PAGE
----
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Osteopathy: concepts, foundations, foundations and applications

 

 

 

 

Osteopathy is a system of evaluation and treatment, with its own methodology and philosophy, which aims to restore the function of body structures and systems, acting through manual intervention on tissues (joints, muscles, fascias, ligaments, capsules, viscera, nervous tissue). , vascular and lymphatic). It was created by Andrew Taylor Still in the USA. The field of treatment of osteopathy covers the entire human body and can treat: sciatica, back pain, back pain, cervical pain, scoliosis, herniated disc, torticollis, sprains, tendonitis, epicondylitis, carpal tunnel syndromes, shoulder pain, joint problems temporomandibular joint (TMJ) and muscle tensions and contractures.

 

 

 

Society has been characterized by rapid economic, technological and socio-cultural changes. As a result, health sciences have evolved as a body of knowledge and knowledge of its own, which has epistemological foundations and is defined through scientific method and research. In this context TNC (Unconventional Techniques) - where osteopathy is inserted - have been affirmed as a complement to conventional medicine and as an important element in the practice of health care for the western population. The increasing popularity of TNCs calls for consideration of their framing in public health, and places osteopathy in the vast field of complementary therapies in the health sciences. Being versatile and versatile, Osteopathy views the body as a whole in its evaluation and treatment process, using soft tissue, bone, visceral and neural techniques, identifying the primary cause of the dysfunction.

 

 

Whether in the national context or in the international context, it appears that each institution and each course in the curriculum it offers places more or less emphasis on a particular area. It does so in accordance with its objectives, and the professional profile is defined according to the specificity and technical standards of each institution.

 

Osteopathy: What is it? What is it based on? How did it come about?

Osteopathy is an instrument at the service of manual therapists. This is a piece of health knowledge that emerged in the USA, with Dr. Andrew Taylor Still (1828-1917). The term “osteopathy” originates from the Greek osteom (“bone”) and phatos (“effect from within”). Osteopathy then means the influence of the disease, its causes and its treatments. It is a system of evaluation and treatment, with its own philosophy and methodology, and its objective is to restore the function of body structures and systems. By focusing on manual intervention on the tissues (joints, muscles, fascias, ligaments, capsules, viscera, nervous, vascular and lymphatic tissue), it seeks to restore the lost mobility and balance that the skeletal, visceral and sacral cranial system needs while maintaining the elasticity of connective tissue throughout your systems.

Osteopathy is based on anatomy, physiology, biomechanics and semiology. It should not be considered esoteric, but rather Cartesian. Does not obey recipes. But rather it offers a treatment that is based on clinical examination and the patient's medical history.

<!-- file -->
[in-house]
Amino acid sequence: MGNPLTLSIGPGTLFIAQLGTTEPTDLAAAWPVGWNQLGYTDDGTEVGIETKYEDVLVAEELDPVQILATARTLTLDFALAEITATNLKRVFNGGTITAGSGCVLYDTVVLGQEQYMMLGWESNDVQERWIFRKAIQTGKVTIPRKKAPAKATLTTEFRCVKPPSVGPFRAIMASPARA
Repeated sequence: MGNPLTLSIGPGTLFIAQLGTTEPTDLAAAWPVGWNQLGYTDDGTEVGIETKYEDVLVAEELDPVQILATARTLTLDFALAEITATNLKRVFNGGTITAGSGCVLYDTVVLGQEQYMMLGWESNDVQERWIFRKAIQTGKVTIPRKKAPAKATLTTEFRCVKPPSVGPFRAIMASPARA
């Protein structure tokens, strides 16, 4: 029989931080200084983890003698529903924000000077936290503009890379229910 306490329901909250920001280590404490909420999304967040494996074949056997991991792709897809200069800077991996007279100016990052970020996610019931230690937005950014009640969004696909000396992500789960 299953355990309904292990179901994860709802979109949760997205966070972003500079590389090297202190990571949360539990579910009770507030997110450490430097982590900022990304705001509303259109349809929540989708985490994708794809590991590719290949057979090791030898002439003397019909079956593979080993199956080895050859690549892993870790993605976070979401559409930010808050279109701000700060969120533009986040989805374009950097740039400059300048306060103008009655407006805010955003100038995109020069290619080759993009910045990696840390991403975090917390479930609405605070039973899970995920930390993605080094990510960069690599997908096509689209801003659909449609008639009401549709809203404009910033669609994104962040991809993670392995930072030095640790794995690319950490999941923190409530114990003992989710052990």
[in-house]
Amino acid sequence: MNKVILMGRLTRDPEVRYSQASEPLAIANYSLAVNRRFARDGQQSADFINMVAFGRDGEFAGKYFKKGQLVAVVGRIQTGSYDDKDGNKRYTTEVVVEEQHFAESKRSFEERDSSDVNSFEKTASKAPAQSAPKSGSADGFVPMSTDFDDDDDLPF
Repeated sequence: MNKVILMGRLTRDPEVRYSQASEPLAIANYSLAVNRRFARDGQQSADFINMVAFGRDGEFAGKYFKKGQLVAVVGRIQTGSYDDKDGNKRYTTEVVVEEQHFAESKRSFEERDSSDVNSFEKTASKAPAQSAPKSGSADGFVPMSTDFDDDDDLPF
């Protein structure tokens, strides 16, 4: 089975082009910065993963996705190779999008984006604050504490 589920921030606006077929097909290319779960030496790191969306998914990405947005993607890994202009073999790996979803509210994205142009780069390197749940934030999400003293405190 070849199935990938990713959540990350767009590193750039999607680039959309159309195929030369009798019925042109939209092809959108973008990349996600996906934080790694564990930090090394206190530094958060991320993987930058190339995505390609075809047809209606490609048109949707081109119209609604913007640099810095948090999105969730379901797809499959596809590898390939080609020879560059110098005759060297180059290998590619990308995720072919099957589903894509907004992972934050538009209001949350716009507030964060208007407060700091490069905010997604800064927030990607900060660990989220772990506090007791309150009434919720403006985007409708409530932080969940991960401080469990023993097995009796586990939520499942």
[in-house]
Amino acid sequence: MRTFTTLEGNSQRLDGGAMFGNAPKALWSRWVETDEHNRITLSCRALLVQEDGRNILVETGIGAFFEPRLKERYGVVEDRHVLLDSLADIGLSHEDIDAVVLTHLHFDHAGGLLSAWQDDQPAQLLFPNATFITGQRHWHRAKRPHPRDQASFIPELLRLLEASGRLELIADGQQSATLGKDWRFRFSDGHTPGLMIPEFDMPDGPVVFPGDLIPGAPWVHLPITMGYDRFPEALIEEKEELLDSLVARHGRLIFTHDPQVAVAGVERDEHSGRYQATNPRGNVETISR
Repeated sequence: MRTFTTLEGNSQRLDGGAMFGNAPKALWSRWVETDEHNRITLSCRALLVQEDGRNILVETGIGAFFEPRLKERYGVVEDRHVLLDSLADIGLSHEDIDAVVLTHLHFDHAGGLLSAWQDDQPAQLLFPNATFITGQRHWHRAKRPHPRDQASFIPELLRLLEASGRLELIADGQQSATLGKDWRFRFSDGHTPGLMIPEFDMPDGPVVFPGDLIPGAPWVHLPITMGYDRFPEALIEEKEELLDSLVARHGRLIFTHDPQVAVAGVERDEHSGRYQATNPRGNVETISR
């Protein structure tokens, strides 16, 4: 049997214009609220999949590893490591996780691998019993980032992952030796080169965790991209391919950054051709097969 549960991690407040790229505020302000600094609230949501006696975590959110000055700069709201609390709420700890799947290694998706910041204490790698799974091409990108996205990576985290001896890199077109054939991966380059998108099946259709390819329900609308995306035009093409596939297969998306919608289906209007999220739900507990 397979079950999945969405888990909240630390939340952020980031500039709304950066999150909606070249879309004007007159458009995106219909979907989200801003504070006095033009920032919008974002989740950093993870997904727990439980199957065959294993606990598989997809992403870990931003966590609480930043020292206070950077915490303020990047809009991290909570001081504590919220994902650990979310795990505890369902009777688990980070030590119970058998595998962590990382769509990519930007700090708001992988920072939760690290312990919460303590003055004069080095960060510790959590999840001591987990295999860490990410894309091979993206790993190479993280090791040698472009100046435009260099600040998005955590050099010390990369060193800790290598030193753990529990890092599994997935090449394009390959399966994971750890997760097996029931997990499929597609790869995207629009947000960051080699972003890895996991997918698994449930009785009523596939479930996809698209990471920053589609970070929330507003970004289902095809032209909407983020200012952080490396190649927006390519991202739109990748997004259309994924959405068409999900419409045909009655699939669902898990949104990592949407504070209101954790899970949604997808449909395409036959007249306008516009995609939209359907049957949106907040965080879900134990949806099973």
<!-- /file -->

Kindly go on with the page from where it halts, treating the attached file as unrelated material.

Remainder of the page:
The great purpose of osteopathy is to restore mobility to the structure, taking into account the anatomical, circulatory, hormonal and nervous environment, within the psychological context of each individual. It is an autonomous and independent system of diagnosis and treatment that promotes the minimization or resolution of structural and functional problems, always considering the interrelationships between mobility and motility of the organism.

 

Brief history of osteopathy and legislation in Portugal

In most European countries, osteopathy can be assumed in any profession. Great Britain was the first European country where the profession was officially recognized, notably in 1993 (Osteopaths Act 1/7/1993). In the United States of America the profession emerged as a medical specialty and developed independently, seeking to respond to the needs of the population, attracted by its simplicity and effectiveness. It has been officially recognized as a medical specialty in the US for over 50 years. In New Zealand it has been recognized as a profession since 1970 and in Australia since 1992. According to WHO (2008), in many developed countries, 70 to 80% of the population has tried some form of unconventional therapy (TNC). Thus, TNCs are increasingly being used within current health systems. This high and rising prevalence results in formal support for these practices (WHO, 2011).

In Portugal, Osteopathy was recognized as a therapeutic practice by the Basic Framework Law for Non-Conventional Medicines - Law 45/2003 of 22 August. The Assembly of the Republic also approved Resolution No. 64/2003 of 28 July. Through it, the Assembly recommended to the Government that:

  • to undertake the elaboration of a study indicating the type of organism and the regulatory method of the organization, ethics and teaching of osteopathy;
  • create a commission;
  • make sure the national courses;
  • believed the foreigners.

The process for the regulation of osteopathy in Portugal is currently underway, with proposals from various associations and federations to formulate a single document representing all professionals.

According to the proposal of Law No. 111 / XII / 2a PL 475/2012, approved by the Presidency of the Council of Ministers of August 22, "Osteopathy uses techniques of manual manipulation for disease prevention, diagnosis and treatment. Respects the relationship between body, mind and spirit, in health and disease.It emphasizes the structural and functional integrity of the body, and its intrinsic capacity for homeostasis. (...) Osteopaths use the understanding of the relationship between structure and function to optimize body self-regulation and practice includes counseling on eating habits, correct postures and exercise. "

 

What are the skills of an osteopath?

The osteopath should:

  • Evaluate / diagnose.
  • Adapt to the circumstances.